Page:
Updated: Jun 21, 2019
When I was four years old or thereabouts, I went to the 1984 Royal Melbourne Show. I didn't get showbags or any of that jazz, but I had the time of my life. The true star of Knight Rider was on show all the way from the United States: not David Hasselhoff, but the KITT car. I was allowed scamper around it with other kids and eventually to event sit in it. I was mesmerised by the dials, the voice of the car, the lights, and the small snippets of the program on the small nearby television. I had never watched Knight Rider, but now I knew I had to see it. I just didn't know how to watch it, being too shy to ask. It continued to occupy my thoughts as my mother led me away. As we sped away, I was still caught up in the spectacle of the AI car, but a crowd of people just ahead caught my attention. I snapped into fresh stimulation mode. I left my mum talking to a guide, poked through, and found myself in front of a man in a suit. The man made a beeline toward me. He stood like a pillar in front of me, his hair gleaming grey in the sun, and his skin tanned and wrinkly. He grinned and leaned down to the ground in a big navy suit that seemed to drape from his body. He was blocking my sun, and he stuck his hand out towards me. I stuck mine out, dazed by the sun behind him, and he shook my hand with a real force that reverberated through my arm. I could see people in the crowd grinning behind him. He grinned, patting me on head with his other hand as he left go, and then stood up. A few men in suits behind him started to move in, and then they all passed and the grinning man disappeared back into the crowd. When I got back to my mum, who had been observing the scene, her face was beaming. I knew at that point that something special had just happened, something that impressed adults almost as much as the KITT car impressed me. "Mum, who was that man?", I asked. "That", she said, "was Prime Minister Bob Hawke."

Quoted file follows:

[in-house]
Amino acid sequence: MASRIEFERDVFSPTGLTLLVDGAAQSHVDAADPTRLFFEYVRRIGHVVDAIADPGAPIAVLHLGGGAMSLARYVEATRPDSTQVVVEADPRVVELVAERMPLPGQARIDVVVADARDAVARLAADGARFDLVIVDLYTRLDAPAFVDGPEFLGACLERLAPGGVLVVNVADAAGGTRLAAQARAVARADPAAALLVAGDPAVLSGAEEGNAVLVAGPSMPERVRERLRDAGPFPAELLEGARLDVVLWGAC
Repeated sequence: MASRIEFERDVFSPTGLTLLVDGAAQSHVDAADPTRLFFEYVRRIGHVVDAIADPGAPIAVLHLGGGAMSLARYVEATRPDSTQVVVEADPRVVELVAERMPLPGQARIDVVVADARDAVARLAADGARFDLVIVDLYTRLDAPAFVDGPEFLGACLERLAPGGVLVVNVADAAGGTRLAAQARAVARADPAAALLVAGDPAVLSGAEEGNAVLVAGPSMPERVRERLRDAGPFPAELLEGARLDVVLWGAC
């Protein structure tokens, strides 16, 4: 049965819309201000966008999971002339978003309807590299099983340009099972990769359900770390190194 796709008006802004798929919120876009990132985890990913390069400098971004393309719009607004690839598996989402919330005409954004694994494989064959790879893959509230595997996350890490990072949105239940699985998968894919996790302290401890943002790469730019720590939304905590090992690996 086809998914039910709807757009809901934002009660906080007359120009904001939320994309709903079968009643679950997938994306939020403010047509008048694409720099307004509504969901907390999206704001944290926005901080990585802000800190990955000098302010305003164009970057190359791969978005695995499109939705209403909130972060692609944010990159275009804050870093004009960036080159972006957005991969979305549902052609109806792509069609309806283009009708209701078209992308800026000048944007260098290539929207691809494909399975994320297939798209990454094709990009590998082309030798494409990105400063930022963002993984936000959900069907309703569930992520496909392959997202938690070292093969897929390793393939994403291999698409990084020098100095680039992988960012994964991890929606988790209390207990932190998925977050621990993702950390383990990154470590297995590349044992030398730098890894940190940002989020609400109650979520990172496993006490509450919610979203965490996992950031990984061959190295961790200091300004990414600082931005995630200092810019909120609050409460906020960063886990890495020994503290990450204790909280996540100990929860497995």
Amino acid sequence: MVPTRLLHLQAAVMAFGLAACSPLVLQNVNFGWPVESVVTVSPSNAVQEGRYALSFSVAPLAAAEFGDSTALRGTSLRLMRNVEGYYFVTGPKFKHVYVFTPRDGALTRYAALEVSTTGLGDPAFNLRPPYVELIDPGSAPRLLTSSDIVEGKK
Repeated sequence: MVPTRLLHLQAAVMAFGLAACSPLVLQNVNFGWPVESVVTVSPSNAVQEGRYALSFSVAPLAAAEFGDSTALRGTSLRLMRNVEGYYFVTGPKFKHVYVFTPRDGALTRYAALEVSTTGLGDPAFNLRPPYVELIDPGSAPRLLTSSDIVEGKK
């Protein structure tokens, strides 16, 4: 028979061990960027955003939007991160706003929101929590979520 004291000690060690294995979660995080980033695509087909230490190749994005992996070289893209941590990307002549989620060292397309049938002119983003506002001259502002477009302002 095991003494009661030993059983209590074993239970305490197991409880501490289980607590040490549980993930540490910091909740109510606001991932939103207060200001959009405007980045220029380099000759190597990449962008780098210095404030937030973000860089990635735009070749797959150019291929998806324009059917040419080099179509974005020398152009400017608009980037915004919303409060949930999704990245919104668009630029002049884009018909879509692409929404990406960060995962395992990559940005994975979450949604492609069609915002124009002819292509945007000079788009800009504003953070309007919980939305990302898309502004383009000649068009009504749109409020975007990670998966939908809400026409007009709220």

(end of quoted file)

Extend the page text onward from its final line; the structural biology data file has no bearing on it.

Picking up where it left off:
And she laughed, embracing me. "Oh," I said, shrugging in her arms, distinctly unimpressed. All the way back to the train station, my mother was chuckling, even as KITT became a distant memory. All I was thinking on the ride home was that I should have known there was something special about this man in a suit who shook my hand.
Vale Bob Hawke.